Above Plane
On Plane

Part 4: Handling Self-Collisions

Originally, the simulation did not take into account self-collisions of the cloth, resulting in the cloth folding into itself. In order to fix this, I implemented spatial hashing and computed between point masses whether they were a certain distance apart, 2 * thickness. If they were not, I applied a correction force to the point mass in question in order to make sure they were. To do this, I created a hash function to map points to box regions within the 3D space, and then stuck them into a hashmap. Then for each point mass, I found its corresponding box, and computed the average force I needed to apply to it based on all the other point masses in the box. After doing this, the cloth no longer folds into itself!

First, here are the general results of the simulation after implementing proper self-collision. Notice how the cloth doesn't fold into itself, and kind of naturally folds around until it reaches a relative resting point:

Starting to Fall
At Rest

Next, I experimented with the results while tweaking both the density of the cloth and the spring constant. As before, lower density results in a lower mass, which means less force acts on the cloth, and allows it to go down lightly with bigger folds; on the other hand, higher density results in a higher mass, or more force, and makes the cloth fold faster and with smaller folds:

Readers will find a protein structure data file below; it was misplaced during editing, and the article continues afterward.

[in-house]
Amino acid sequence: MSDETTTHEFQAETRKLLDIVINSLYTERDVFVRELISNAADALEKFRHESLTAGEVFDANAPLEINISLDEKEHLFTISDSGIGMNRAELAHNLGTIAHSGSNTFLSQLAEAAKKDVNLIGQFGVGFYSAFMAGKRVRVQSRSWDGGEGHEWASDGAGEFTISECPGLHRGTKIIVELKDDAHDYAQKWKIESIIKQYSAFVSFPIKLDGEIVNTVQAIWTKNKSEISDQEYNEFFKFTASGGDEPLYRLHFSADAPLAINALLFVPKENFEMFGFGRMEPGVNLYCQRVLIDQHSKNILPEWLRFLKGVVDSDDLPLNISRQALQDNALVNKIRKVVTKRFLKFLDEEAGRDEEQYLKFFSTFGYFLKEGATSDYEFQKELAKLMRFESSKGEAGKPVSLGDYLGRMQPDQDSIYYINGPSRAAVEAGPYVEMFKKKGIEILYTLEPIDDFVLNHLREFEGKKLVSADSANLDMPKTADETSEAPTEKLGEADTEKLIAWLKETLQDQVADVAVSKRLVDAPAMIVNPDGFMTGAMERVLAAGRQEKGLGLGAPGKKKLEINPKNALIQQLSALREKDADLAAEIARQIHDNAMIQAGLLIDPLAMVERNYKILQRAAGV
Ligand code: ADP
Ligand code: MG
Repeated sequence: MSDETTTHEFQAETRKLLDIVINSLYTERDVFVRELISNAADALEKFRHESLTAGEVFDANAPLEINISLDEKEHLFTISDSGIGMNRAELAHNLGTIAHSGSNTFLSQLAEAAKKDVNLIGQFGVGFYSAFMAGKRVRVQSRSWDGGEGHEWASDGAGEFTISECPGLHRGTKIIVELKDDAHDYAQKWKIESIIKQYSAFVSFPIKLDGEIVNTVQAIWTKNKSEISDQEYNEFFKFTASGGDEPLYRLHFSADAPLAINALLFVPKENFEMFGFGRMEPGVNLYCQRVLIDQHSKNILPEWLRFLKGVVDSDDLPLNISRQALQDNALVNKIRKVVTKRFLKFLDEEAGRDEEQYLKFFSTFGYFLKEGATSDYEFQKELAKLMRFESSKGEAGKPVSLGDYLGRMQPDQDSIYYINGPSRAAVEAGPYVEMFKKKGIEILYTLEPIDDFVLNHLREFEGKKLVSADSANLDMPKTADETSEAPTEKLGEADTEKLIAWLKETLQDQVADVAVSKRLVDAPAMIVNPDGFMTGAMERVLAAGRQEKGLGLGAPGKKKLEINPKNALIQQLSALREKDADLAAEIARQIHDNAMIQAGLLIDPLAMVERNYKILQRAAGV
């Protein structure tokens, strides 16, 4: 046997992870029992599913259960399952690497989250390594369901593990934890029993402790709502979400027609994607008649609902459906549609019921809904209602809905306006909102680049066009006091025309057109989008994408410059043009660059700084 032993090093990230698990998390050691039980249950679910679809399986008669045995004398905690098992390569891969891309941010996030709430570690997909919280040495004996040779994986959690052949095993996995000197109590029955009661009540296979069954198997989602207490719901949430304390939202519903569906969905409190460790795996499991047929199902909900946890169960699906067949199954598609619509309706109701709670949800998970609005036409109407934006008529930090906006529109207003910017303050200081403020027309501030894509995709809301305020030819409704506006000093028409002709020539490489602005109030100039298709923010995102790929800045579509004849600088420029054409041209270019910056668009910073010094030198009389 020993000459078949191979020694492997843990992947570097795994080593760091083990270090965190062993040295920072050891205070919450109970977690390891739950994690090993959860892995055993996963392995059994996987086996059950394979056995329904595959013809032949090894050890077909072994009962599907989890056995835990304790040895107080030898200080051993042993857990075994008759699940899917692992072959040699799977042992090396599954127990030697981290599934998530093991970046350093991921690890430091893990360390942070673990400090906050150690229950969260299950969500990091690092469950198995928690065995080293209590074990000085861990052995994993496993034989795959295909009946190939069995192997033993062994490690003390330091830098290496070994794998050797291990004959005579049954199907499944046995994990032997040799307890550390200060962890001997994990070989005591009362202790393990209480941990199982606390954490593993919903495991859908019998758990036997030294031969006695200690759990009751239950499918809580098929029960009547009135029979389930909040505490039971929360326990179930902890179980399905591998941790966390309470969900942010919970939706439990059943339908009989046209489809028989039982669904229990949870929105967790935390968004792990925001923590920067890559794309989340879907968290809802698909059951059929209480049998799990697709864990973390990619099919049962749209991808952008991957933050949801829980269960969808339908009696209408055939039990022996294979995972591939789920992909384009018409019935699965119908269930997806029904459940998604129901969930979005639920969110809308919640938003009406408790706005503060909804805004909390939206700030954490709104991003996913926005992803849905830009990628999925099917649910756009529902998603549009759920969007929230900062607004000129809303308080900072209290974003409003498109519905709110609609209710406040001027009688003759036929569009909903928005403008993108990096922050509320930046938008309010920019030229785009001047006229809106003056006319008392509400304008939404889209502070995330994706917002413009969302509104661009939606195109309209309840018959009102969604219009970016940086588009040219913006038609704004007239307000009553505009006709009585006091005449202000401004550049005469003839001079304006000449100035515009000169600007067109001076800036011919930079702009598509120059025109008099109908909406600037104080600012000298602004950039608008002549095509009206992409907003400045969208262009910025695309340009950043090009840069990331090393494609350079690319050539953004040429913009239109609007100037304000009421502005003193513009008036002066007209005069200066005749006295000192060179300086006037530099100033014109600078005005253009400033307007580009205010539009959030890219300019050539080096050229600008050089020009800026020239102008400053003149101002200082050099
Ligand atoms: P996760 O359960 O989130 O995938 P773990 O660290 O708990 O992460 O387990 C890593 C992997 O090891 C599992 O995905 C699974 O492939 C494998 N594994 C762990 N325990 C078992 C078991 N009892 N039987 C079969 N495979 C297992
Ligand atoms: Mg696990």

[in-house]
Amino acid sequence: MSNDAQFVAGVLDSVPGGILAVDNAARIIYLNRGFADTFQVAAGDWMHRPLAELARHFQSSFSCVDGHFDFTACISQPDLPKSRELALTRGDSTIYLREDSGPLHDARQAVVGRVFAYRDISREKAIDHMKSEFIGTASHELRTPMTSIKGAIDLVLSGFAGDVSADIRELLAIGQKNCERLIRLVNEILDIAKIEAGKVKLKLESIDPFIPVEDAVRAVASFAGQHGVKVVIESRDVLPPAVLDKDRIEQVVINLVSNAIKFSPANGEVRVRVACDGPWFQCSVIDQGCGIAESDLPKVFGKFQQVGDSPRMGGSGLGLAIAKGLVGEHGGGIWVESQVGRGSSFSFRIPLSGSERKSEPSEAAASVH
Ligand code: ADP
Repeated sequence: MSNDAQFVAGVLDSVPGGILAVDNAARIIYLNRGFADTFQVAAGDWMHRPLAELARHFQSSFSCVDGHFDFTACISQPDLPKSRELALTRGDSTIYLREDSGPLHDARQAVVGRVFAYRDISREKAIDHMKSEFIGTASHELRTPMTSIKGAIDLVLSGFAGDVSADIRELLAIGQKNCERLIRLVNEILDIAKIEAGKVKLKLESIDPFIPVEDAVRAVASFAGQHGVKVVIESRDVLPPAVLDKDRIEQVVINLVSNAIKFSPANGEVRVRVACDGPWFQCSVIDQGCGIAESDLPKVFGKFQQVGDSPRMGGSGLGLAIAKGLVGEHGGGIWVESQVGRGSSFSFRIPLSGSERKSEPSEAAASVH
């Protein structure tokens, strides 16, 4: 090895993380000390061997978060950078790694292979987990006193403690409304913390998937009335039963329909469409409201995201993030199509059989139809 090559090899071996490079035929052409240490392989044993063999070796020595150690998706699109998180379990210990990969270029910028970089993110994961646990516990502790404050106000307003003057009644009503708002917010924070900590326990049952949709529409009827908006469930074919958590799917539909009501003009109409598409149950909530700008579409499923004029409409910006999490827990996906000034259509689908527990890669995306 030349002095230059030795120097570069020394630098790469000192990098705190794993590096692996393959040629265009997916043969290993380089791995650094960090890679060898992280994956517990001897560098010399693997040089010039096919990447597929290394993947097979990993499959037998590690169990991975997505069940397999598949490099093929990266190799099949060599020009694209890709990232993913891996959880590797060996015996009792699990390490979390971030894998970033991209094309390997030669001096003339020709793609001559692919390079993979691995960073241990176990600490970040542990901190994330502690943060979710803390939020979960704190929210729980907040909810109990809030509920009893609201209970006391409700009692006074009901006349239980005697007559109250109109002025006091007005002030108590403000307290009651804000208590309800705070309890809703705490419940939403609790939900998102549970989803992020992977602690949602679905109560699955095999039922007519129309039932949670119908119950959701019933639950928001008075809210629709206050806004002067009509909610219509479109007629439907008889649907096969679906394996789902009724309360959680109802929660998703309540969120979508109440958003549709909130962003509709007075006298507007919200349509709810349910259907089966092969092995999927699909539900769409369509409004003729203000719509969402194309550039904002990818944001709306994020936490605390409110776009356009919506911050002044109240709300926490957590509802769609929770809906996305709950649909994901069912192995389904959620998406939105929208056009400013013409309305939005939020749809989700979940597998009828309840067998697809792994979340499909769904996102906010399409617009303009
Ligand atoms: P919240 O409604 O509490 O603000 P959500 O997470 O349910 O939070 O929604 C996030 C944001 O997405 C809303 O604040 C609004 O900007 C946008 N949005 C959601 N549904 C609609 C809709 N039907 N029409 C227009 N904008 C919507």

density = 1 g/cm^2
density = 1000 g/cm^2

In a similar relationship, a lower spring constant meant that the cloth was more springy, folded less, and took longer to reach its resting state, whereas a higher spring constant meant that the cloth was stiffer, folded more, and reached its resting state much more abruptly:

k_s = 50 N/m
k_s = 100000 N/m

Part 5: Shaders

After fully implementing collision detection, I implemented shaders in order to make the surfaces of the cloth more distinct and unique. Basically, a shader program is a program that is run in parallel on a GPU that takes in inputs, and outputs a single four dimensional vector. This can be done much faster than raytracing on the CPU, and allows us to do that similar thing at a much faster and more efficient rate.